The practice’s distribution in learning a new motor act in preteen age
The purpose of the present study was to evaluate if, and to what extent, in elementary school children, different methods of timing distribution of training sessions are able to significantly affect the learning of a new motor task. Almost 1,000 children, aged between 6 and 10 years, participated the study. The children had to learn an oculo-manual coordination task, completely new to them, using different ways of practice’s distributing (concentrated or distributed).
The children were divided into three groups (A, B and C) and each group was subdivided into five sub-groups, correponding to the five classes of the first grade schools. The training involved 120 total launches to be carried out in a week, distributed as follows: group A performed a training distributed
over 6 consecutive days; b) group B, played a training distributed in 3 alternating days (Monday, Wednesday, Friday), group C, carried out a training distributed over 3 consecutive days (Monday, Tuesday, Wednesday). Seven days after the end of the acquisition period each group repeated a session of 20 launches, divided into blocks of 10 with 5 minutes of recovery.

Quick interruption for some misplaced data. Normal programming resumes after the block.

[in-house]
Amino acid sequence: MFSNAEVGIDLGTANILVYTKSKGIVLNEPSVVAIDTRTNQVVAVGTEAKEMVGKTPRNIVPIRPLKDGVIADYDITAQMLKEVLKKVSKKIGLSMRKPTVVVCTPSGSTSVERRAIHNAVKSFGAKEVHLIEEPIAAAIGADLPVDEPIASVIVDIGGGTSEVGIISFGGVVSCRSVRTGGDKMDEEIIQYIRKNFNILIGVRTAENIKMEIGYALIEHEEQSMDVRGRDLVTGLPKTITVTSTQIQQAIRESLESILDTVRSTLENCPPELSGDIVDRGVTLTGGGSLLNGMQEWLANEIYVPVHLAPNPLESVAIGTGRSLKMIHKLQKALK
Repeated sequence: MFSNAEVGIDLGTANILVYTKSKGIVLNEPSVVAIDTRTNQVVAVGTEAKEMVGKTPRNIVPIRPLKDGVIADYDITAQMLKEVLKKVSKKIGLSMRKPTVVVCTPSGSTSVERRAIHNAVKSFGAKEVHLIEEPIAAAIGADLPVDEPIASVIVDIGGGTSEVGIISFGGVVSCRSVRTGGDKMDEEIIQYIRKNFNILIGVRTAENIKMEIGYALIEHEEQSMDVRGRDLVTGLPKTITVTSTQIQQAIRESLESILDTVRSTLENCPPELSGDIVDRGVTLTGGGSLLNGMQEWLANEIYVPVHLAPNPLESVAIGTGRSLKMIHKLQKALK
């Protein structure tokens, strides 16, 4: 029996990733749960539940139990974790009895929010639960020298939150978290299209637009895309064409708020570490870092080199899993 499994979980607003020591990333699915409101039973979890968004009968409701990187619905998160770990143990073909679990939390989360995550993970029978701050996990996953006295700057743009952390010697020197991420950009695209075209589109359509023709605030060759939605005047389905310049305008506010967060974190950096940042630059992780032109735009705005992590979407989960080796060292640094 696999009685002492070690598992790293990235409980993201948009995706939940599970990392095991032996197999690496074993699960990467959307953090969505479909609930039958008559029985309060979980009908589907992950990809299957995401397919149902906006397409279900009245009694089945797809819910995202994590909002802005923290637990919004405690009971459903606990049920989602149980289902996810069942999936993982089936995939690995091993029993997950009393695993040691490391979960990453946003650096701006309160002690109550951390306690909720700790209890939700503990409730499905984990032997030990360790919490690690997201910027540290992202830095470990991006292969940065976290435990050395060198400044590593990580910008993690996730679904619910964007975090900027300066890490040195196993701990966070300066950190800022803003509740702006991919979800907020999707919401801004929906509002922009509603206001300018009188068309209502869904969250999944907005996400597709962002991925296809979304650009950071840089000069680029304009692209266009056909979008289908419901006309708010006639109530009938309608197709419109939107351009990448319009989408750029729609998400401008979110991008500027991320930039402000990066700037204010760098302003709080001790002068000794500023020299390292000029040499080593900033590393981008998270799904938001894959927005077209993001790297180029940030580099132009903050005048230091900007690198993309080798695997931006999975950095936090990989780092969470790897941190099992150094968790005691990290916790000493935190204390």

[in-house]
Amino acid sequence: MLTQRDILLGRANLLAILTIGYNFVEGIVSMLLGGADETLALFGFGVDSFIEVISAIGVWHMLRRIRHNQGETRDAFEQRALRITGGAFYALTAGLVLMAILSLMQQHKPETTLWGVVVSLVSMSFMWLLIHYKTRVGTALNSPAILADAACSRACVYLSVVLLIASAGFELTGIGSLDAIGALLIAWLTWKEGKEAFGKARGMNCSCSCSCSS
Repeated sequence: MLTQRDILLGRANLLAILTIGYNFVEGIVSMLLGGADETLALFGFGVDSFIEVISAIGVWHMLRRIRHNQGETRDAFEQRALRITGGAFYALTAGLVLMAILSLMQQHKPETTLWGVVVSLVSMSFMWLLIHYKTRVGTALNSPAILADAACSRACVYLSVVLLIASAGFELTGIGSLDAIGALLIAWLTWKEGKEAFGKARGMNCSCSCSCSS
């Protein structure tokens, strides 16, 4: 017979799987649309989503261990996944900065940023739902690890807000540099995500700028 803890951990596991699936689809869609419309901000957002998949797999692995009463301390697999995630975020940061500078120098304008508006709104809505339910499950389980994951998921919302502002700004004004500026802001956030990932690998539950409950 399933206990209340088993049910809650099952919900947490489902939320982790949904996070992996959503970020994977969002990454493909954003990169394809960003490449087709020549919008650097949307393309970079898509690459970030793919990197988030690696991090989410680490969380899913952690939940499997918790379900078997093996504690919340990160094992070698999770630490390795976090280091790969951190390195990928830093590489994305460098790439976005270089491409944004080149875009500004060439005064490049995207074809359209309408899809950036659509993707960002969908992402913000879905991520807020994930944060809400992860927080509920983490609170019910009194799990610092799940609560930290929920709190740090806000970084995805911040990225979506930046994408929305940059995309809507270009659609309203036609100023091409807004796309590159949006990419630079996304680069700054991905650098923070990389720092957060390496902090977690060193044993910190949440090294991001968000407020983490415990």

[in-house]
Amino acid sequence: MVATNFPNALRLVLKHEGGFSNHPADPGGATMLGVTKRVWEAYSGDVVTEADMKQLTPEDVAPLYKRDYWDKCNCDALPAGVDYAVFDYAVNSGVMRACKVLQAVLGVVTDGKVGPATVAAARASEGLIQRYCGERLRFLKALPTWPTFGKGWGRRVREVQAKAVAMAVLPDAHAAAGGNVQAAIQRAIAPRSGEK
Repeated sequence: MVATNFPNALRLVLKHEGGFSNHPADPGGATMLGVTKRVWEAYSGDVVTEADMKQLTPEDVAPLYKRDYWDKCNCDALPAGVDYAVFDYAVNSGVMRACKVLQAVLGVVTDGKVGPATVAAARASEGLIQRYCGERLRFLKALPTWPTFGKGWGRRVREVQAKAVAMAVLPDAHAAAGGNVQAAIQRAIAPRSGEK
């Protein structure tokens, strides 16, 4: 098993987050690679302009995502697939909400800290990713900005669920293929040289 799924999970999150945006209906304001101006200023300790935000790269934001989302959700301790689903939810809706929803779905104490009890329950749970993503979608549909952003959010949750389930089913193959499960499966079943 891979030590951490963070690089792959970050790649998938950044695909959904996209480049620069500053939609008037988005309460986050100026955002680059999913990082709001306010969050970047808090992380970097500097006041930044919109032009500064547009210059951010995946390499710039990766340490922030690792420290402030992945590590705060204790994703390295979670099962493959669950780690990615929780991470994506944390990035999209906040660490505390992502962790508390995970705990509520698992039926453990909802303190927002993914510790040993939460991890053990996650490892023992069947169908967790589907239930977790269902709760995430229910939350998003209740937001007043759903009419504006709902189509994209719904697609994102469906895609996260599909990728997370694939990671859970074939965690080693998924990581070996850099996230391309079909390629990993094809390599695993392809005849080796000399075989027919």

It has been observed that, in terms of improvement, the learning of a new task, performed using the concentrated practice, appears less advantageous than that performed with distributed practice.
However, what is learned with concentrated practice seems to last longer than what is learned with distributed practice. It has also been seen that the learning speed in males is greater than in females.
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Copyright (c) 2018 Valentina Perciavalle, Rita Nicotra, Marinella Coco
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